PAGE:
***The correction merely inserts a citation with an appropriate signal that attributes the idea of increased legislation to the Chacón article.
5. The idea comes from another source:
Sentence from a brief filed with a court: Border officers are entitled to review the entire content of laptop computers of entering passengers without reasonable suspicion. United States v. Arnold, 523 F.3d 941, 946 (9th Cir. 2008).
*This sentence contains plagiarism because it implies that you read the Arnold case, which may not be the case. In actuality, this sentence contains a direct quote from the third paragraph of the Chacón article that summarizes the Arnold case’s holding. Therefore, this attribution is misleading. To be more accurate and to avoid plagiarism, attribution also must be provided to the Chacón article.
**Corrected sentence: Border officers are “entitled to review the entire content of laptop computers of entering passengers” without reasonable suspicion. Jennifer M. Chacón, Border Exceptionalism in the Era of Moving Borders, 38 Fordham Urb. L.J. 129, 145 (2010) (summarizing the holding in United States v. Arnold, 523 F.3d 941, 946 (9th Cir. 2008)).
***The corrected sentence now appropriately inserts quotation marks around the direct quote and provides appropriate attribution.
****The alternative, and the better use of authority, is to avoid the Chacón language entirely. Where possible, use primary authority to support an argument rather than relying on secondary authority. Since this sentence is the Arnold holding, the better use of authority would be to quote or paraphrase the holding in Arnold directly from the opinion, and then cite only to Arnold. If you avoid the Chacón article’s language, then your paraphrase or quote is directly from the opinion, and only a citation to the case would be required. This would be a more persuasive and better use of authority.
To avoid plagiarism, you must be diligent and careful throughout the various stages of the writing process. Further, effective time-management throughout the writing process helps to avoid plagiarism. McGregor & Adams, supra, at 91; Kristin Gerdy, Law Student Plagiarism: Why It Happens, Where It’s Found, and How to Find It, 2004 BYU Educ. & L.J. 431, 433 (2004); Joe Mirarchi, Plagiarism: What Is It? How to Avoid It? And Why?, 4 T.M. Cooley J. Prac. & Clinical L. 381, 383-84 (2001). If you allocate sufficient time to the research/ documentation/ analysis, outlining/ drafting, and proofreading/ polishing stages of writing, then you are more likely to catch missing citations or quotation marks for direct quotes, missing citations for paraphrases, or any other attribution errors. McGregor & Adams, supra, at 91.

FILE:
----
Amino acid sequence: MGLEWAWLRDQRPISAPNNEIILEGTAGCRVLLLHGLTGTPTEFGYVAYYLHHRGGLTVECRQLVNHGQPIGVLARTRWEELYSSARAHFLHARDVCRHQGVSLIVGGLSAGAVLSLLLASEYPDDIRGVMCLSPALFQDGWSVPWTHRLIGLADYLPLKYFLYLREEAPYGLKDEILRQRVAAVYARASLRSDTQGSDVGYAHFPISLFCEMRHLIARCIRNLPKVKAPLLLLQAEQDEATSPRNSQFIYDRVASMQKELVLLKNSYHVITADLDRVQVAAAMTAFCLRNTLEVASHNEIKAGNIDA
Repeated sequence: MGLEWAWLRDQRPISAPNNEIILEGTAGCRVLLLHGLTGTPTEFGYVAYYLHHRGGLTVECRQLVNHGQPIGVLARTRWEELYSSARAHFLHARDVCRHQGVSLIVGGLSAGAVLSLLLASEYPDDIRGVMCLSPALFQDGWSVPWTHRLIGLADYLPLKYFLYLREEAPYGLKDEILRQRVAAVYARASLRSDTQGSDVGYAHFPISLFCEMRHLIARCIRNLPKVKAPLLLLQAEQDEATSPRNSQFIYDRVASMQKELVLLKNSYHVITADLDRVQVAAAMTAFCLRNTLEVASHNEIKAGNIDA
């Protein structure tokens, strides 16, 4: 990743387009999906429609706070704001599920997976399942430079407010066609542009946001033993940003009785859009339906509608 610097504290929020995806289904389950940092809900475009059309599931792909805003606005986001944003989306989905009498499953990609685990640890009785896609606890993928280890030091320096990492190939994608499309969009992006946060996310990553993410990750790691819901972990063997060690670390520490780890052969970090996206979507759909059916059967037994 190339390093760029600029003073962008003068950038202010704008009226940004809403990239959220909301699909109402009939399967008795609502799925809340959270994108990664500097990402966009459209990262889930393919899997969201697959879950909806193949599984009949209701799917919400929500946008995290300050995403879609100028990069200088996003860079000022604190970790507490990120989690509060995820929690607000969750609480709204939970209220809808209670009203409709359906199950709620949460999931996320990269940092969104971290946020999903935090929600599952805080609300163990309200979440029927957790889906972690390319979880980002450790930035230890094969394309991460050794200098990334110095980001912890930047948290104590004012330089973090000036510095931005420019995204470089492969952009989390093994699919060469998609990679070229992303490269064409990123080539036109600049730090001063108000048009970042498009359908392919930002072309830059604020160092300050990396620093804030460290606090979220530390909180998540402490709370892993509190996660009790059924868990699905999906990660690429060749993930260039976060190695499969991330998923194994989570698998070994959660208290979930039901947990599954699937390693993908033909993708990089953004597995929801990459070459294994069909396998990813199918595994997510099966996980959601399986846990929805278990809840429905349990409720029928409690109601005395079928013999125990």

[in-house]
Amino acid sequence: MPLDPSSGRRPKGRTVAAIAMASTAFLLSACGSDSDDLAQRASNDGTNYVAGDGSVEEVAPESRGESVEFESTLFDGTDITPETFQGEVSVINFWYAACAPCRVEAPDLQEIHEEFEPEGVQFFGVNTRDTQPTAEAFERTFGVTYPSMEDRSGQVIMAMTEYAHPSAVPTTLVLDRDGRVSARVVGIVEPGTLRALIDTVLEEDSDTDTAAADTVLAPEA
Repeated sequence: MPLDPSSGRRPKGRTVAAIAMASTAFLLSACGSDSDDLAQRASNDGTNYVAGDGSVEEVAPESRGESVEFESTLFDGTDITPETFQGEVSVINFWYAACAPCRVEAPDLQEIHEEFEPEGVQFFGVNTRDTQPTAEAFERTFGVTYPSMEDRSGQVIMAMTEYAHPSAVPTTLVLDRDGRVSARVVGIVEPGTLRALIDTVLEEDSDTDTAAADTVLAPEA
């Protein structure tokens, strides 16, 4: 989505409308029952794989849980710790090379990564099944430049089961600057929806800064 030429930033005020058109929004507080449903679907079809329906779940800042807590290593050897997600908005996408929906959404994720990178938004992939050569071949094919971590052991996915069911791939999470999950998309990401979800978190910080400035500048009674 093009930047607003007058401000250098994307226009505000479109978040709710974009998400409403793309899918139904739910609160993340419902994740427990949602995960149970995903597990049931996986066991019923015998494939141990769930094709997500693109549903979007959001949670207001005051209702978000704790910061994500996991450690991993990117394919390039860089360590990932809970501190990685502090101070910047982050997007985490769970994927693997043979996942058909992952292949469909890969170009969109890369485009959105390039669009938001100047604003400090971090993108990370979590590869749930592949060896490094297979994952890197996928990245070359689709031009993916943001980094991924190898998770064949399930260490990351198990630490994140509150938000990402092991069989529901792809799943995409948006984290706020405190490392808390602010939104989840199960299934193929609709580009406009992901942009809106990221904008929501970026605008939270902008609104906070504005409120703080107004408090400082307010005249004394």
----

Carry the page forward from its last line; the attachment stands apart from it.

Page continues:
- Pre-writing stage (research, documentation, and analysis): Avoiding plagiarism starts with research and note-taking. When you research, carefully document your research findings, such as making note of the source from which you obtained your information, including sufficient citation information and page numbers so that you can find the source again if needed. Also make note of whether the information in your notes is a direct quote, the information in your notes is your paraphrase or summary of information, or the notes are your original ideas or thoughts from the various sources that you found. See McGregor & Adams, supra, at 90-91; Bills, supra, at 124; Baruch, supra, at 626.
- Outlining and drafting stage: In the drafting process, avoid waiting until the final draft to insert citations. Bills, supra, at 124. Instead, even in early drafts, begin to include necessary quotation marks and to insert notes for where citations are needed and a quick reference to the source. You can apply proper citation format as the drafts proceed to the final draft.
- Proofreading and polishing stage: In the proofreading/polishing stage of writing, spend sufficient time on cite-checking. Id.; Baruch, supra, at 597. Proper cite-checking will increase your credibility. Lebovits, Do’s, Don’ts, supra, at 55. Cite-checking is more than making sure proper citation format is followed. Cite-checking also should include making sure that the information from a source is accurate, direct quotations are appropriately marked and attributed, direct quotations are identical to the original language or are marked as changed accordingly, paraphrases are truly paraphrases rather than mere minor changes to a direct quote, paraphrases are properly attributed, and other attributions are included where appropriate. See Darby Dickerson, Citation Frustrations — And Solutions, 30 Stetson L. Rev. 477, 480, 507 (2000).
For more information, please see the following sources:
- Legal Writing Institute, Law School Plagiarism v. Proper Attribution (2003)
- Robert D. Bills, Plagiarism in Law School: Close Resemblance of the Worst Kind?, 31 Santa Clara L. Rev. 103 (1990)
- Deborah B. McGregor & Cynthia M. Adams, The International Lawyer’s Guide to Legal Analysis and Communication in the United States (2008) (Chapter 6 “The U.S. Concept of Plagiarism and the Proper Attribution to Authority”)